The mistake in the Trump Administration’s State of the Union tickets overshadowed the president’s big speech. Here’s how to save face after a grammatical error.
Typos can spell big trouble – especially at work.
President Trump’s State of the Union address on Tuesday night was an opportunity to celebrate his accomplishments in the first year in office. Unfortunately, the speech got somewhat overshadowed by a glaring typo on the tickets to the State of the “Uniom” address. And the error wasn’t even his fault, considering the Sergeant at Arms office was responsible for printing the tickets.
Is it possible that "President Donald Trump" is also a typo?https://t.co/EF0i817pZ1
— Stephen Colbert (@StephenAtHome) January 30, 2018
Mistakes happen. Hofstra infamously misspelled Hillary Clinton’s name as “Hilary” on passes for the first presidential debate between Clinton and Trump in 2016. And a 2013 CareerBuilder survey found that 58% of resumes have typos.
Scott W. Johnson, owner of WholeVsTermLifeInsurance.com, told Moneyish about the time years ago when he sent an email to his general manager, Mirjana – but the spell checker had changed her name to “Marijuana.”
“The blood drained out of my face. I was going to be fired six weeks into the job because I called my boss an illegal drug!” he said. But he immediately confessed to his supervisor, who assured him that the GM was more likely to call out his sales over his typo. “I later learned how to add her name to the spelling dictionary,” he said, “and I did one day become one of her very best salespeople.”
But misspellings and grammatical errors can still wreck your workplace reputation if you don’t mitigate the damage quickly. Take those too-common resume typos; 61% of recruiters will reject a resume or CV because of them.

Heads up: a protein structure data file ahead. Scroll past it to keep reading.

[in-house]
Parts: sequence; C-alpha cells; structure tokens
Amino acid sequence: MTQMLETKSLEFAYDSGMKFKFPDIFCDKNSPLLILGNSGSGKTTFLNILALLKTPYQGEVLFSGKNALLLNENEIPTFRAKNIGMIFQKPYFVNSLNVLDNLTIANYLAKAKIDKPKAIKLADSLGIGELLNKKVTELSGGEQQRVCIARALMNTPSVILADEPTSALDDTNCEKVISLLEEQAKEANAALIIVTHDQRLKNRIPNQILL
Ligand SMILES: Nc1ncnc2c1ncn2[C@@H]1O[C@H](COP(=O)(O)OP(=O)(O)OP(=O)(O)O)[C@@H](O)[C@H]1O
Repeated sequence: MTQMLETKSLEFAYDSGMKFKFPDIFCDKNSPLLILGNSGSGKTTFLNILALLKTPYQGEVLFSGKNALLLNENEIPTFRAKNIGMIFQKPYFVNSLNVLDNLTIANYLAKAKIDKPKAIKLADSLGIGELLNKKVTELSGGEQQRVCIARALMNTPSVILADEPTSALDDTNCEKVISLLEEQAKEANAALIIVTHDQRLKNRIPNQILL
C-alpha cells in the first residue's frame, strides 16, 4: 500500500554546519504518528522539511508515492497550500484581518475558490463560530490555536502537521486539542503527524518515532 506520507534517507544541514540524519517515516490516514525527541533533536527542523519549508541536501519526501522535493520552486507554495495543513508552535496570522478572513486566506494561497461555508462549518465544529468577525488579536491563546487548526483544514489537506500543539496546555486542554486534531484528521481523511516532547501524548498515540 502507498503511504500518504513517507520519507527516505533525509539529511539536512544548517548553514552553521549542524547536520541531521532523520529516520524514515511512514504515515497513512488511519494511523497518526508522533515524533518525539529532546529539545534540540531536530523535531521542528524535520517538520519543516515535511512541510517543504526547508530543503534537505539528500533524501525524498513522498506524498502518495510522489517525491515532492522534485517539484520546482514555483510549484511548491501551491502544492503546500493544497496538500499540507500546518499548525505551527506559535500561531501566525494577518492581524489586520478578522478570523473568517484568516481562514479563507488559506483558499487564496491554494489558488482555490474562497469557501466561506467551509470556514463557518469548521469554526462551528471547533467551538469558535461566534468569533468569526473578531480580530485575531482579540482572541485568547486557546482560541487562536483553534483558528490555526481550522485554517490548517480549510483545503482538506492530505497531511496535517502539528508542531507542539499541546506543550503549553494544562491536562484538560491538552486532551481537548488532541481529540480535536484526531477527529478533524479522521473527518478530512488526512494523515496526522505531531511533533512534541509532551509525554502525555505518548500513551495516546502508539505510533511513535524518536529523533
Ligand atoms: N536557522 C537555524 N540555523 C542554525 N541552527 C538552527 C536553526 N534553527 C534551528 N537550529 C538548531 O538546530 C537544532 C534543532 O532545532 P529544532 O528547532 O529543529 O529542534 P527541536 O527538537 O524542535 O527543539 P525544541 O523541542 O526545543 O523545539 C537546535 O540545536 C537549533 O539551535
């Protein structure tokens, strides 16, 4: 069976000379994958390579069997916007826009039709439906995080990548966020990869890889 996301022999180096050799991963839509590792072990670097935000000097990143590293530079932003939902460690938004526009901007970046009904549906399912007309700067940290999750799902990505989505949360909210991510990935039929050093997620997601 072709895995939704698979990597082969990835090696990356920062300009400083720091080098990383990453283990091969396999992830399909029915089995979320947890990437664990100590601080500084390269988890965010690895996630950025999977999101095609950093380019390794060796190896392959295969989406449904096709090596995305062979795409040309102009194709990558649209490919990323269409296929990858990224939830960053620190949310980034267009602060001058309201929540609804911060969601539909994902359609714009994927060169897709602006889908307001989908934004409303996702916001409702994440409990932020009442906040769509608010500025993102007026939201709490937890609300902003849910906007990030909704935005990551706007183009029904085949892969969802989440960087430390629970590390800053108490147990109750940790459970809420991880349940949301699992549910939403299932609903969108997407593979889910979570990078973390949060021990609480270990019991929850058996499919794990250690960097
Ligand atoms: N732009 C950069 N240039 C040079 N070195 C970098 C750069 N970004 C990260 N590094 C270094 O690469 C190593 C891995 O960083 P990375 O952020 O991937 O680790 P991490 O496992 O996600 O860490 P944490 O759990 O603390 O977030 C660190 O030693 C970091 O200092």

“Spelling really does matter when it comes to the business brand, and also when it comes to your personal brand,” Ladan Nikravan Hayes, a career adviser at CareerBuilder, told Moneyish. “Grammar, spelling and punctuation represent your outward image to the world, and the person reading it is getting a message about you, your authority and your attention to detail.”
Or lack of. That’s because research shows that such errors make readers perceive the writer or business as being less intelligent, less trustworthy and less conscientious.
Good grammar spells success. A 2013 Grammarly survey of 100 native English speakers’ LinkedIn profiles found that those with the fewest grammatical errors received more promotions and attained higher-level positions than those whose profiles showed more mistakes. U.K. analyst Charles Duncombe found that online sales were cut in half if a brand’s website contained just one spelling mistake. And a Global Lingo survey revealed that 59% of potential customers said they turn away from a company that had errors on any of its sales and marketing materials.
To err is human – and to ‘fess up and fix it is divine. Here’s some tips from career experts and workers who have learned from their on-the-job grammar mistakes.
Assess whether it’s worth addressing. Not all mistakes are created equal. A misplaced comma on a resume, or a minor coding error, isn’t as glaring as misspelling the name of the potential employer, giving the wrong sales price in an advertisement, or publishing the wrong date for an event. “It may not be necessary to call attention to a missed comma or period,” said Hayes. But you will need to issue an apology and a correction for something that spreads confusion or misinformation.